About Web publishing load balancing

Updated: February 1, 2011

Applies To: Forefront Threat Management Gateway (TMG)

In Forefront TMG, when you publish a farm of Web servers that perform the same role or host the same content, you can enable high availability for inbound access by configuring Forefront TMG to control the load balancing among the servers in the farm. Load balancing ensures that requests are distributed evenly among the available Web servers, detects offline servers, implements failover, and maintains farm servers, without disrupting current endpoint connections.

Forefront TMG load balancing ensures that traffic is distributed evenly between farm servers, by using the following mechanisms:

  • Round-robin mechanism—By spreading requests from different IP addresses evenly among the Web farm members, the round-robin mechanism ensures that user requests to a Web application serviced by a Web farm are distributed evenly among farm members that are online. This even spread is preserved during failover. When failover occurs, servers that are not responding are detected, and the load is distributed among the available servers.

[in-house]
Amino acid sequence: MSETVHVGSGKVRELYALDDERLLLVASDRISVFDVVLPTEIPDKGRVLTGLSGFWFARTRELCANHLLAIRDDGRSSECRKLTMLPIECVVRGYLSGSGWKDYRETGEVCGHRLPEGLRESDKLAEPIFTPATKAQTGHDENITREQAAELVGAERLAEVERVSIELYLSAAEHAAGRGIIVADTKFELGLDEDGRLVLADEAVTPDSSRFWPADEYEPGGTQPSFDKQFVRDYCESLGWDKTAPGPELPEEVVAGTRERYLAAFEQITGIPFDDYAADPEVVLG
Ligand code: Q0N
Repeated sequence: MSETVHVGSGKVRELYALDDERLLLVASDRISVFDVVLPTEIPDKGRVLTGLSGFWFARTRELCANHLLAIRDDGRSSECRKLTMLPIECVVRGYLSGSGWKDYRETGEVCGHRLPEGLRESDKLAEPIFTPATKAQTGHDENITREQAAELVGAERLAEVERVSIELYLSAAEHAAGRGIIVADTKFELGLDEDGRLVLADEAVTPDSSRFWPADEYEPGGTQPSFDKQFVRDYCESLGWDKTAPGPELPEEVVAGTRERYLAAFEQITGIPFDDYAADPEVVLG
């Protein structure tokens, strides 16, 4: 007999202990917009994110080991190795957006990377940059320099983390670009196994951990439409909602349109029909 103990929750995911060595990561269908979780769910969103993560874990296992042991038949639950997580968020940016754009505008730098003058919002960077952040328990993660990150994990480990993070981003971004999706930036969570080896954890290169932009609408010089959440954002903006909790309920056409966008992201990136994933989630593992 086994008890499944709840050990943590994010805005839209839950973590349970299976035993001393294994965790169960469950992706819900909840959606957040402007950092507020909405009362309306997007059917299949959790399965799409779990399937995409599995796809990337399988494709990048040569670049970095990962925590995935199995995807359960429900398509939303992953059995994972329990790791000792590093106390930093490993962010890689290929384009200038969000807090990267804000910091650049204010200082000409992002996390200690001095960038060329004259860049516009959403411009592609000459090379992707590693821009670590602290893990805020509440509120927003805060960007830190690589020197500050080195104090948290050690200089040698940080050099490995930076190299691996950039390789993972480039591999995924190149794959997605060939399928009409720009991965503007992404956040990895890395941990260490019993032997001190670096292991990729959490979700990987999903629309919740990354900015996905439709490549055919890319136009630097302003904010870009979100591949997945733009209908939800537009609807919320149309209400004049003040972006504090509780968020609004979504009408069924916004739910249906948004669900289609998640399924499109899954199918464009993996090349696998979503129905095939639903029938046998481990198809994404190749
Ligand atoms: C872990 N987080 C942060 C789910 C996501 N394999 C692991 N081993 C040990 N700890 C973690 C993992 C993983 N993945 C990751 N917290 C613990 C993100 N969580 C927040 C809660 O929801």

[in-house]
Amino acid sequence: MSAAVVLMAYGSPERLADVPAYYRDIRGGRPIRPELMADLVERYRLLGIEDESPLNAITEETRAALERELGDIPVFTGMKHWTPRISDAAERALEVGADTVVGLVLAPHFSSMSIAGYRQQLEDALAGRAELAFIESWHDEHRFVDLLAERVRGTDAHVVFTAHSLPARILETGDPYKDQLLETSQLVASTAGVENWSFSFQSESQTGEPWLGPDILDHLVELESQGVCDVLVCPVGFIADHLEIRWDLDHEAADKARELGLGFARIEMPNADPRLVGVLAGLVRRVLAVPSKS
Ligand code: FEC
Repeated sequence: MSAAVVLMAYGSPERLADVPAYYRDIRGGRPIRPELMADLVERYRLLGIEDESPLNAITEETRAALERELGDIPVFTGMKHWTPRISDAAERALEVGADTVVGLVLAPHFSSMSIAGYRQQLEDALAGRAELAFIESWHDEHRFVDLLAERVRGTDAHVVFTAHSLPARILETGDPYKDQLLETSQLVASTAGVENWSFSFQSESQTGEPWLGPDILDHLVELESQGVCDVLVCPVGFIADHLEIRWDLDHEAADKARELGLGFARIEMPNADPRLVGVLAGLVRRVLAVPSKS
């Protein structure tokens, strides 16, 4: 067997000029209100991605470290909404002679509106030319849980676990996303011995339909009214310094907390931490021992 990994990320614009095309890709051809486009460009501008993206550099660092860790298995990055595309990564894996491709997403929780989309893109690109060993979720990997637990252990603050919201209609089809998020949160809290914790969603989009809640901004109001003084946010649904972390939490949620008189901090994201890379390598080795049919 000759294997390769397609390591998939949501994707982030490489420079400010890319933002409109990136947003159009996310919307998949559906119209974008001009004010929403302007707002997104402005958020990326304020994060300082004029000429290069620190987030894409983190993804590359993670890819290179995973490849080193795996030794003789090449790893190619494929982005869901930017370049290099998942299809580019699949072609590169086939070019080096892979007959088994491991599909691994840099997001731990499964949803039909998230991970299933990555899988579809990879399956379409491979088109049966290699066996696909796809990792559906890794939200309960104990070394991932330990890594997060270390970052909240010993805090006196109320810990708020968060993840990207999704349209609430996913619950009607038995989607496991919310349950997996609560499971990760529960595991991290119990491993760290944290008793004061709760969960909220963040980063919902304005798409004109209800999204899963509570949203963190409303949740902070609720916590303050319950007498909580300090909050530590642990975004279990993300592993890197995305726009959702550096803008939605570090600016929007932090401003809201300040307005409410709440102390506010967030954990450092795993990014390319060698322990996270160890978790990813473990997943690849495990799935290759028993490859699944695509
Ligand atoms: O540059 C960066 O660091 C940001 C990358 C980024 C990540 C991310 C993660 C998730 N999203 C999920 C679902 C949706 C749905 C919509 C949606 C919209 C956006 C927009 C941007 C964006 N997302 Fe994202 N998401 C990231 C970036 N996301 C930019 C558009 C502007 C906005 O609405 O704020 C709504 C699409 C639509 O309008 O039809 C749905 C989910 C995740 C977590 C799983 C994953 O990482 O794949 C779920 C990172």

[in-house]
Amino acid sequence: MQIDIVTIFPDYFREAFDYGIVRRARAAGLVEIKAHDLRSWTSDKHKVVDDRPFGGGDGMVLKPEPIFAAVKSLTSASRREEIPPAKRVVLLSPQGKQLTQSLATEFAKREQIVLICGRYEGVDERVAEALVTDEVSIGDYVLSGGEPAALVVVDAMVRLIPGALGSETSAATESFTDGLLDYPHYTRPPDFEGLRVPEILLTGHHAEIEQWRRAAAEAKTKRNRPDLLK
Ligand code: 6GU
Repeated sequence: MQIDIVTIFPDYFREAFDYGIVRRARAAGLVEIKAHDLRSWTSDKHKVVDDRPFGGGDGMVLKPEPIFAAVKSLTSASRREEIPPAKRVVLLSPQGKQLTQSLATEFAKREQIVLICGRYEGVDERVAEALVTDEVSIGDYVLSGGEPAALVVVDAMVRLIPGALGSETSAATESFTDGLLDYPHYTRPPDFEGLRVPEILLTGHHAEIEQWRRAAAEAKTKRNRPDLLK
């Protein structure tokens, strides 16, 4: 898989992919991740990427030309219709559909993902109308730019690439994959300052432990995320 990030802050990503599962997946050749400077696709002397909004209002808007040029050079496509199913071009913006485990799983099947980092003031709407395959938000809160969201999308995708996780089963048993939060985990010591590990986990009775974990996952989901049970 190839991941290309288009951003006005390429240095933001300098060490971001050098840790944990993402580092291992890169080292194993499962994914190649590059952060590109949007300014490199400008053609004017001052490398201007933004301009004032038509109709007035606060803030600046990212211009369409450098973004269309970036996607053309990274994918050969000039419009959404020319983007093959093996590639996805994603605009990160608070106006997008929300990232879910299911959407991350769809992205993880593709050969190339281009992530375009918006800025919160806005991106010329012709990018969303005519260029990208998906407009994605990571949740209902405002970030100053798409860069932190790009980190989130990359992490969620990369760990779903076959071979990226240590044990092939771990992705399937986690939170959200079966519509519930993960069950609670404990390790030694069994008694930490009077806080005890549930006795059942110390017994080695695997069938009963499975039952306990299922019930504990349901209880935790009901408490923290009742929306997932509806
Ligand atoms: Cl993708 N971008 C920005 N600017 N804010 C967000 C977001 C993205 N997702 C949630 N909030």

• Affinity—Forefront TMG ensures that, after a user has been routed once to a particular application server, the user continues to be routed to that server. Forefront TMG supports two load balancing affinity types:

    • Cookie-based load balancing, or session affinity—User session is associated with the server. It is recommended that you use session affinity whenever possible, because it provides a more reliable affinity when a Web server is restarted.

    • Source-IP-based load balancing, or IP affinity—Client IP address is associated with the server. This type of affinity should be used in an Exchange RPC-over-HTTP publishing scenario, where session affinity cannot be used because cookies are not supported by the Outlook client application.


About publishing Web servers
High availability and scalability design guide for Forefront TMG